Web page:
synonymous In education, the term equity refers to the principle of fairness. While it is often used interchangeably with
the related principle of equality, equity encompasses a wide variety of educational models, programs, and strategies that may be considered fair, but not necessarily equal. It is has been said that equity is the process; equality is the outcome,
given that equitywhat is fair and justmay not, in the process of educating students, reflect strict equalitywhat is applied, allocated, or distributed equally. Inequities ..
Programmatic Instructional Assessment Linguistics Pedagogy Pedagogy is the art (and science) of
teaching. Effective teachers use an array of teaching strategies because there is no single, universal approach that suits all situations. Different strategies used in different combinations with different groupings of students will improve learning outcomes.
Some strategies are better suited to teaching certain skills and fields of knowledge than are others. Some strategies are better suited to certain student backgrounds, learning styles and abilities. Effective pedagogy, incorporating an array of teaching strategies that support intellectual engagement,
connectedness to the wider world, supportive classroom environments, and recognition of difference, should be implemented across all key learning and subject areas. Effective pedagogical practice promotes the wellbeing of students, teachers and the school community - it improves students' and teachers' confidence and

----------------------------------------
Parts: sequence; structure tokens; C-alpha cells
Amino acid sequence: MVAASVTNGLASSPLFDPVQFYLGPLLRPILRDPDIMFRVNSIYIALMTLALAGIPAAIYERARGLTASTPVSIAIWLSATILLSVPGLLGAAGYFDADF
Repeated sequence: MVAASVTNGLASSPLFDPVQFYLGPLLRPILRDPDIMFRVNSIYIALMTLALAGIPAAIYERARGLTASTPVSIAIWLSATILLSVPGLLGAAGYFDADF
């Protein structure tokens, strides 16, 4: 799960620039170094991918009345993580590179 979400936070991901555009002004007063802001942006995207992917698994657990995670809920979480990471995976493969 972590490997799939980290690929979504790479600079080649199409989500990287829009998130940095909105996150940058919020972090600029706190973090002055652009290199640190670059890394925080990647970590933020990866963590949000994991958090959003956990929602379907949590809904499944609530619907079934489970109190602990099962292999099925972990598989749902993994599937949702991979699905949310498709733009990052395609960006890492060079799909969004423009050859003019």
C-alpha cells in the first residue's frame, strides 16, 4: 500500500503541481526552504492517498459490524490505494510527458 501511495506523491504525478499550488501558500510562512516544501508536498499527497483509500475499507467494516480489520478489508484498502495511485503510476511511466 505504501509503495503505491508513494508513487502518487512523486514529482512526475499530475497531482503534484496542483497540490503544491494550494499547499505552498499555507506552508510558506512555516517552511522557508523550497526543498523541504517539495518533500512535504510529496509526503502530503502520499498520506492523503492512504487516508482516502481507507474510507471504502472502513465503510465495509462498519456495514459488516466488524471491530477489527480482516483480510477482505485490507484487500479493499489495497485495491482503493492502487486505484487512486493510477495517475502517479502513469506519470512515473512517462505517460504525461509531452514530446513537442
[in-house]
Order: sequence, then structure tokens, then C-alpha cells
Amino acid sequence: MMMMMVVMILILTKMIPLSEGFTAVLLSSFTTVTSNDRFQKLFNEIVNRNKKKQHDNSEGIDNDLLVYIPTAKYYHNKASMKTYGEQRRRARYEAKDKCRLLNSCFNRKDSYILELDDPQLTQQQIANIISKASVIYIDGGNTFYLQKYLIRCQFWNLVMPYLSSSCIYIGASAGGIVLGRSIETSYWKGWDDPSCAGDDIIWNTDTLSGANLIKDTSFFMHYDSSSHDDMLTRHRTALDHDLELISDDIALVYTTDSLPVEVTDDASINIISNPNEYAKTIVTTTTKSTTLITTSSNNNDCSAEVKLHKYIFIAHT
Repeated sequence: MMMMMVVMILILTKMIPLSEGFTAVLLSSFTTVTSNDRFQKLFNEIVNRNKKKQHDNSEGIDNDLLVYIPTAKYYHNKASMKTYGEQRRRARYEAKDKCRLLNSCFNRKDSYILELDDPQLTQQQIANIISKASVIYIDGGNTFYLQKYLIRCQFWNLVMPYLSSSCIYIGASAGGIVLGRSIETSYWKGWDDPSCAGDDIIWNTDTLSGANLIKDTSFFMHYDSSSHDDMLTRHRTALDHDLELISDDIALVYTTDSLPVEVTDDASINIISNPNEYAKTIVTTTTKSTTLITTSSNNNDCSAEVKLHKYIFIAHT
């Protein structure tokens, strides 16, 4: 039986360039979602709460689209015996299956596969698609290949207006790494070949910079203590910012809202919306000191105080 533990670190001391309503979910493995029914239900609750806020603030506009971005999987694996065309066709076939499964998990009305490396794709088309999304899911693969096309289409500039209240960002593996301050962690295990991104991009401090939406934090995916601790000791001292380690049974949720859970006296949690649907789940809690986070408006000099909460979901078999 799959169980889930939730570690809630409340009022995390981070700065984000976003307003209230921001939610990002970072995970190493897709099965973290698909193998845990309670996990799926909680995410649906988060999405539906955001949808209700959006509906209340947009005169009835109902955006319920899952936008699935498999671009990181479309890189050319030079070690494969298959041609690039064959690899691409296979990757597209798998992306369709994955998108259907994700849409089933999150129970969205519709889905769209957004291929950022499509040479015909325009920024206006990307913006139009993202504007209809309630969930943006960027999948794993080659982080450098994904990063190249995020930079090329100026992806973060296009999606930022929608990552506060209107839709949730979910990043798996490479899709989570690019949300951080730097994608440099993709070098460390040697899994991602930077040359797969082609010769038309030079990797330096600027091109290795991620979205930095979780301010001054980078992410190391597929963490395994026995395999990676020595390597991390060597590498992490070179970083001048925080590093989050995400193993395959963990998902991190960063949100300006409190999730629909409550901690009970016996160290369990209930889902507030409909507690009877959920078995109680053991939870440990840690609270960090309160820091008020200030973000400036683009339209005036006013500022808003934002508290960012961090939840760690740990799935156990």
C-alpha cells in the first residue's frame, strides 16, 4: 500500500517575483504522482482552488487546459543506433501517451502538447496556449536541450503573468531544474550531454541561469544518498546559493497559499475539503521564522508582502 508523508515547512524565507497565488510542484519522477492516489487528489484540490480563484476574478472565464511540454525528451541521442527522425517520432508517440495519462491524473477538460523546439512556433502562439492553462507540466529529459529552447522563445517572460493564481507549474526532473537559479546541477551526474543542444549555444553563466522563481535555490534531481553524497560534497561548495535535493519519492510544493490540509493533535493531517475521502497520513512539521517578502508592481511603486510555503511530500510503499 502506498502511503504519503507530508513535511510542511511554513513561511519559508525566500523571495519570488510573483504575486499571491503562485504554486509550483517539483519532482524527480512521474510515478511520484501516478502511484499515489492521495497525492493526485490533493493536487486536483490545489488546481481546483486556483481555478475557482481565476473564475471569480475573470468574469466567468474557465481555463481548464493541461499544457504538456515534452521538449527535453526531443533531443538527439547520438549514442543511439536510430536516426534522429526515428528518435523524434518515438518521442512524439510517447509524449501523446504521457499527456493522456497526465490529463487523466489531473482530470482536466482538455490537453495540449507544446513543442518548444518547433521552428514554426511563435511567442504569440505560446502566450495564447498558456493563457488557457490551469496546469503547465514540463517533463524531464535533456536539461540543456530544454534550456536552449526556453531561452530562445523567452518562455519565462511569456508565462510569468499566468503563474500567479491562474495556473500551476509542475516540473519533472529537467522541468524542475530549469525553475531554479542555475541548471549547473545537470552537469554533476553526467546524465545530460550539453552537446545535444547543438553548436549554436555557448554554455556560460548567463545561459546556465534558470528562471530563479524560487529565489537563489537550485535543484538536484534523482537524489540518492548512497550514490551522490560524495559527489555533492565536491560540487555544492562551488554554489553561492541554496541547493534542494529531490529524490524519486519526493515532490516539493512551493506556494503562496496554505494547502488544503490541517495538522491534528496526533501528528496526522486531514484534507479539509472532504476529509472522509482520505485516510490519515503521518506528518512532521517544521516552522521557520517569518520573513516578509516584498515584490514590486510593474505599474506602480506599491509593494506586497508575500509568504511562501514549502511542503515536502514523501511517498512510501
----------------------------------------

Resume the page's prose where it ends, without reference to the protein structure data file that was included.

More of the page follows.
contributes to their sense of purpose for being at school; it builds community confidence in the quality of learning and teaching in the school. The new mathematics TEKS requires more emphasis on problem solving, integration of algebraic thinking, and multiple
representations than ever before. Equity and pedagogy in daily instructional practices and high levels of student engagement are critical to getting there, and getting there quickly! Recommendation 1: Focus on
planning Challenges for the PLCs People use this term to describe every imaginable combination of individuals with an interest in educationa grade-level teaching team, a high school department, a grade level
meeting, and so on. In fact, the term has been used so ubiquitously that it is in danger of losing all meaning. Big Idea of the PLC -Ensuring That Students Learn As the school moves forward, every professional
in the building must engage with colleagues in the ongoing exploration of three crucial questions that drive the work of those within a professional learning community: What do we want each student to learn? How will we know when each student has learned it?
How will we respond when a student experiences difficulty in learning? In addition to being systematic and schoolwide, the professional learning community's response to students who experience difficulty is
Timely. The school quickly identifies students who need additional time and support. Based on intervention rather than remediation. The plan provides students with help as soon as they experience difficulty rather than relying on summer school, retention, and remedial courses. Directive. Instead of inviting students to seek additional help,